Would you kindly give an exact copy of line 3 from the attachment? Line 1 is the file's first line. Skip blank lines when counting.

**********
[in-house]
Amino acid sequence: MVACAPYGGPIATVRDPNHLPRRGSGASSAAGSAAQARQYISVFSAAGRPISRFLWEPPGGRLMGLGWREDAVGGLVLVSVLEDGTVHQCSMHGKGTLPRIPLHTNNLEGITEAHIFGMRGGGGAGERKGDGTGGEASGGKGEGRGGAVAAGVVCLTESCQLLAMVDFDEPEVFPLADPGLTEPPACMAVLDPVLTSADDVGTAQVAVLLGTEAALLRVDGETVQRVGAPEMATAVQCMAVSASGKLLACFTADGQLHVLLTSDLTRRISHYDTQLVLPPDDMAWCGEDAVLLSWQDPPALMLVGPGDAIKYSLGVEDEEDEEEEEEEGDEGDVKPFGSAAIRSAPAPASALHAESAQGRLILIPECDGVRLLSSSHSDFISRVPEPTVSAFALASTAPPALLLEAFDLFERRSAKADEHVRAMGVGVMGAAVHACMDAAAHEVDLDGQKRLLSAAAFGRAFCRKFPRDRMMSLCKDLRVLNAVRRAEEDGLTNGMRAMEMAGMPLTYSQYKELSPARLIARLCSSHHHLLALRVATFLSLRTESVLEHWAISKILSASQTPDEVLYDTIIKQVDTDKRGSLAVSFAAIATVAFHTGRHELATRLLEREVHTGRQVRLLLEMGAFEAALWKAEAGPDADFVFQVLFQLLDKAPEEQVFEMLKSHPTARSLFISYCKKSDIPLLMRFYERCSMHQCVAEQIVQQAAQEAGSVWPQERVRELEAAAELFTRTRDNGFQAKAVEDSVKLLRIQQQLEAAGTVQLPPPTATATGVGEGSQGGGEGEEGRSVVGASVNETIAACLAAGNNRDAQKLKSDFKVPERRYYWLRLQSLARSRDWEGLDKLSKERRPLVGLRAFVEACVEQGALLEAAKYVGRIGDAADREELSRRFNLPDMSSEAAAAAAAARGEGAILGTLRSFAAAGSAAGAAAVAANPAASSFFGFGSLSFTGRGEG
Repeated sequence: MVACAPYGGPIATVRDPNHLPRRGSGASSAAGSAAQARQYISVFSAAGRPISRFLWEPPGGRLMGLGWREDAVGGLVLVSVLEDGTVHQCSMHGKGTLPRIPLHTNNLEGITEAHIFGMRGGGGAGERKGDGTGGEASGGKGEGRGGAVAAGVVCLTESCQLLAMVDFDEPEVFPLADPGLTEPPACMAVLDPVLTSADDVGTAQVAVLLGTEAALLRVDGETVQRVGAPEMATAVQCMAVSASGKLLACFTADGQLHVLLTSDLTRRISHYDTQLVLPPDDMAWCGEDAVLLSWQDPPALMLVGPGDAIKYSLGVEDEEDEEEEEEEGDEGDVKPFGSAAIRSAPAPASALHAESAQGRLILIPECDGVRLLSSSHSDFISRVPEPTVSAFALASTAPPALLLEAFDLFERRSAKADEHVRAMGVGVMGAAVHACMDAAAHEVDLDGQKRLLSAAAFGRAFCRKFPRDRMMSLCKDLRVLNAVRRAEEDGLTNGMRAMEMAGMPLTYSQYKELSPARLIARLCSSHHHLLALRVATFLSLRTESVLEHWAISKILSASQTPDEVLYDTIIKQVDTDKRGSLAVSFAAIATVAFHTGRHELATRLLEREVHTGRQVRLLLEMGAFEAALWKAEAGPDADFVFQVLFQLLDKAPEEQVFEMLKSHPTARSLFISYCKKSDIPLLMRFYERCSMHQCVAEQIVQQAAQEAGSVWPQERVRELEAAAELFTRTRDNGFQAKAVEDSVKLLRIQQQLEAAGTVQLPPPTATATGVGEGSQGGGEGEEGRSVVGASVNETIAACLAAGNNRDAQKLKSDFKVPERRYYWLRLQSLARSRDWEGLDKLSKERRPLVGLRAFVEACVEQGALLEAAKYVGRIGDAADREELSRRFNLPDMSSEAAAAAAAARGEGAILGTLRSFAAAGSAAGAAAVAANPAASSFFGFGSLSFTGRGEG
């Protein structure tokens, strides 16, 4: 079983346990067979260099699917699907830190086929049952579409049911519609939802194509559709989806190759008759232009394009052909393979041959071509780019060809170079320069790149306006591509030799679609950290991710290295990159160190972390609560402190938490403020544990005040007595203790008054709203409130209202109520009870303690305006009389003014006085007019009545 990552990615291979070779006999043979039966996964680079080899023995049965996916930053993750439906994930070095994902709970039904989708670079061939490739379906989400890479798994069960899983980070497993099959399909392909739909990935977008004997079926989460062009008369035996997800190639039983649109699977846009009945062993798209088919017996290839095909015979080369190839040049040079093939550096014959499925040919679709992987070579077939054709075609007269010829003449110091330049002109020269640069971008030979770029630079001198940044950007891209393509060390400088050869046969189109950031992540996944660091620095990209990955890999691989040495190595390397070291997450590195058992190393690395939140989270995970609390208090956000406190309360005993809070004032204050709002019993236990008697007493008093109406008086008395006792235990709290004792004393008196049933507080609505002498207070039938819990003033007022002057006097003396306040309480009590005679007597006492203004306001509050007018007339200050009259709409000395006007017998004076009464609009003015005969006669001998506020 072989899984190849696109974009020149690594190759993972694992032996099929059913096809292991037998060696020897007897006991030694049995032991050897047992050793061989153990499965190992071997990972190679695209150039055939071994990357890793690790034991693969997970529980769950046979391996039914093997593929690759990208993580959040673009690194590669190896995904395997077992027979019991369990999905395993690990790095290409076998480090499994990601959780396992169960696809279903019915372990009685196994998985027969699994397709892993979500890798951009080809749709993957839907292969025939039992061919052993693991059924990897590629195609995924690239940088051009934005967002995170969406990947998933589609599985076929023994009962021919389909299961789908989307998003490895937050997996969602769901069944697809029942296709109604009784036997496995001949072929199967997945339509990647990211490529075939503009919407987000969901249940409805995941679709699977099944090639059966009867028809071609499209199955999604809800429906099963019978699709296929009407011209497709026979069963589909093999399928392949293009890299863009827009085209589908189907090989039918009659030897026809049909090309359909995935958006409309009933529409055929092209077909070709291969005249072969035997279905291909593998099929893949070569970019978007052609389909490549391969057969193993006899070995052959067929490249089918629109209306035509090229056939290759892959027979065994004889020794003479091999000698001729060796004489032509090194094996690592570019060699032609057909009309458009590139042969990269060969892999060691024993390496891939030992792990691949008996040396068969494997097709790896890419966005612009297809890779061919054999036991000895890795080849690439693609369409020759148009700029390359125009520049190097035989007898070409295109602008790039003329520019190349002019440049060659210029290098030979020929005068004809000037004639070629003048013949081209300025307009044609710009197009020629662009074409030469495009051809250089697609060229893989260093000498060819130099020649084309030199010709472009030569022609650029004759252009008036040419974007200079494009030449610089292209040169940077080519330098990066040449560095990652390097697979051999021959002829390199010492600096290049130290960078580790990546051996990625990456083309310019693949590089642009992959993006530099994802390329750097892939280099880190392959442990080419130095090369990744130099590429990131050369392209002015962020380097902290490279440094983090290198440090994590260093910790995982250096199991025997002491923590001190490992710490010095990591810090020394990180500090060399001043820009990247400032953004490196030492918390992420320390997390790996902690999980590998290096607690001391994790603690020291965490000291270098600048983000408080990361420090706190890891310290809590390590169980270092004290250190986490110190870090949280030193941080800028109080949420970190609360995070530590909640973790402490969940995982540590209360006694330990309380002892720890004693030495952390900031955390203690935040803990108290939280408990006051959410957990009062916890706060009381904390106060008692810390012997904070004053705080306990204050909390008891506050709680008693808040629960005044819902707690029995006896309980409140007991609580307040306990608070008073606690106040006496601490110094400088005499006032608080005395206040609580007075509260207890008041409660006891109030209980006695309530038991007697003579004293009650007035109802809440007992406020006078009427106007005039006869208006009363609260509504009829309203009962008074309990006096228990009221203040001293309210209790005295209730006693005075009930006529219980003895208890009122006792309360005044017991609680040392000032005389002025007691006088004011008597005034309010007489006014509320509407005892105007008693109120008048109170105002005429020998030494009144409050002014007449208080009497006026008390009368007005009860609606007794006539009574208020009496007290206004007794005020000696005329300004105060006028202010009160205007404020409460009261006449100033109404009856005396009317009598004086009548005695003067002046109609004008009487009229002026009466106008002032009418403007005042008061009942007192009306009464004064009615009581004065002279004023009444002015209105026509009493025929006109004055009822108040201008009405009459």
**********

Repeated sequence: MVACAPYGGPIATVRDPNHLPRRGSGASSAAGSAAQARQYISVFSAAGRPISRFLWEPPGGRLMGLGWREDAVGGLVLVSVLEDGTVHQCSMHGKGTLPRIPLHTNNLEGITEAHIFGMRGGGGAGERKGDGTGGEASGGKGEGRGGAVAAGVVCLTESCQLLAMVDFDEPEVFPLADPGLTEPPACMAVLDPVLTSADDVGTAQVAVLLGTEAALLRVDGETVQRVGAPEMATAVQCMAVSASGKLLACFTADGQLHVLLTSDLTRRISHYDTQLVLPPDDMAWCGEDAVLLSWQDPPALMLVGPGDAIKYSLGVEDEEDEEEEEEEGDEGDVKPFGSAAIRSAPAPASALHAESAQGRLILIPECDGVRLLSSSHSDFISRVPEPTVSAFALASTAPPALLLEAFDLFERRSAKADEHVRAMGVGVMGAAVHACMDAAAHEVDLDGQKRLLSAAAFGRAFCRKFPRDRMMSLCKDLRVLNAVRRAEEDGLTNGMRAMEMAGMPLTYSQYKELSPARLIARLCSSHHHLLALRVATFLSLRTESVLEHWAISKILSASQTPDEVLYDTIIKQVDTDKRGSLAVSFAAIATVAFHTGRHELATRLLEREVHTGRQVRLLLEMGAFEAALWKAEAGPDADFVFQVLFQLLDKAPEEQVFEMLKSHPTARSLFISYCKKSDIPLLMRFYERCSMHQCVAEQIVQQAAQEAGSVWPQERVRELEAAAELFTRTRDNGFQAKAVEDSVKLLRIQQQLEAAGTVQLPPPTATATGVGEGSQGGGEGEEGRSVVGASVNETIAACLAAGNNRDAQKLKSDFKVPERRYYWLRLQSLARSRDWEGLDKLSKERRPLVGLRAFVEACVEQGALLEAAKYVGRIGDAADREELSRRFNLPDMSSEAAAAAAAARGEGAILGTLRSFAAAGSAAGAAAVAANPAASSFFGFGSLSFTGRGEG